Without Earnings Growth, Expect Market Momentum to Fade

Markets FOXBusiness

Is the stock market on borrowed time?

MAXfunds.com Co-Founder Jonas Max Ferris and Leeb Capital Management CEO Stephen Leeb weigh in on the state of the stock market in 2016.

Earnings need to improve before the market can go higher.

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That’s the message from two market guests who appeared on FOX Business Network’s Cavuto: Coast to Coast on Thursday afternoon.

Stephen Leeb, CEO of Leeb Capital Management, said the short-term outlook for the market looks “okay,” especially with the March jobs report on tap for Friday morning.

“Unless you get some kind of outlying number like no gain in employment and no gain in wages, or wages down, I think the market’s probably going to continue up, but not in a great fashion,” he said.

Wall Street’s expectation for the non-farm payrolls report due out at 8:30 a.m. Friday is for the creation of 205,000 jobs in March. That’s lower than the pace of growth in February, which saw 242,000 jobs added to the U.S. economy, but still along the 200,000 trend seen for the last several months.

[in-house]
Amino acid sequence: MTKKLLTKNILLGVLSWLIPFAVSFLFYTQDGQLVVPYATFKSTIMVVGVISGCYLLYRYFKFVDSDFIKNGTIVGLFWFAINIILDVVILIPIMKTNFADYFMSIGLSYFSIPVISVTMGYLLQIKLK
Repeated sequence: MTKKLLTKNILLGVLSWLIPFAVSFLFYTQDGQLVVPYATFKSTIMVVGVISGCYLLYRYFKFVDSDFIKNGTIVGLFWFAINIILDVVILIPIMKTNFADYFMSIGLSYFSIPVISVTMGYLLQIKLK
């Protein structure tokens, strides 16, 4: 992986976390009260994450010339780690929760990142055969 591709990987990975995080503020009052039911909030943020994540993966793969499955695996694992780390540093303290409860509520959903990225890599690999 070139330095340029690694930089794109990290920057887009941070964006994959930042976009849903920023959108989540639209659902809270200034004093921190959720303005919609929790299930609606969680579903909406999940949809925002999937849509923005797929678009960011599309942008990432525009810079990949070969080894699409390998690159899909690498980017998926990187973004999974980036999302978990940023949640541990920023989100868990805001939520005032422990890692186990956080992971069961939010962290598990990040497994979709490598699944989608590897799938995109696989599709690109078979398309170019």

That said, Leeb continued by saying he believes the U.S. economy is still “a mess,” with corporate earnings not in line with the market’s upward trend.

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“Profits are down, we really can’t get ahead of steam. Where’s the growth? Productivity is down on an annualized basis. This is no way to run a business or a country. But, right now, lots of money flowing in, I think we’ll be okay for the next few months,” he predicted.

To that point, Jonas Max Ferris, MAXfunds.com co-founder, agreed, saying the earnings momentum just doesn’t exist.

“They’re going down and the market’s going up. That’s not going to continue for very long,” he forecasted. “Either the earnings are going to start picking up in the next few months and catch up to the market, and then we can go to higher markets. Or the markets are going to fall back to where earnings are, which is down 5% to 10% excluding energy over the last year,” he said.

Ferris said because of that, he expects to see the market’s momentum – which has shown a significant comeback in the first quarter from the worst 10-day start in history – run out unless earnings growth comes back into view.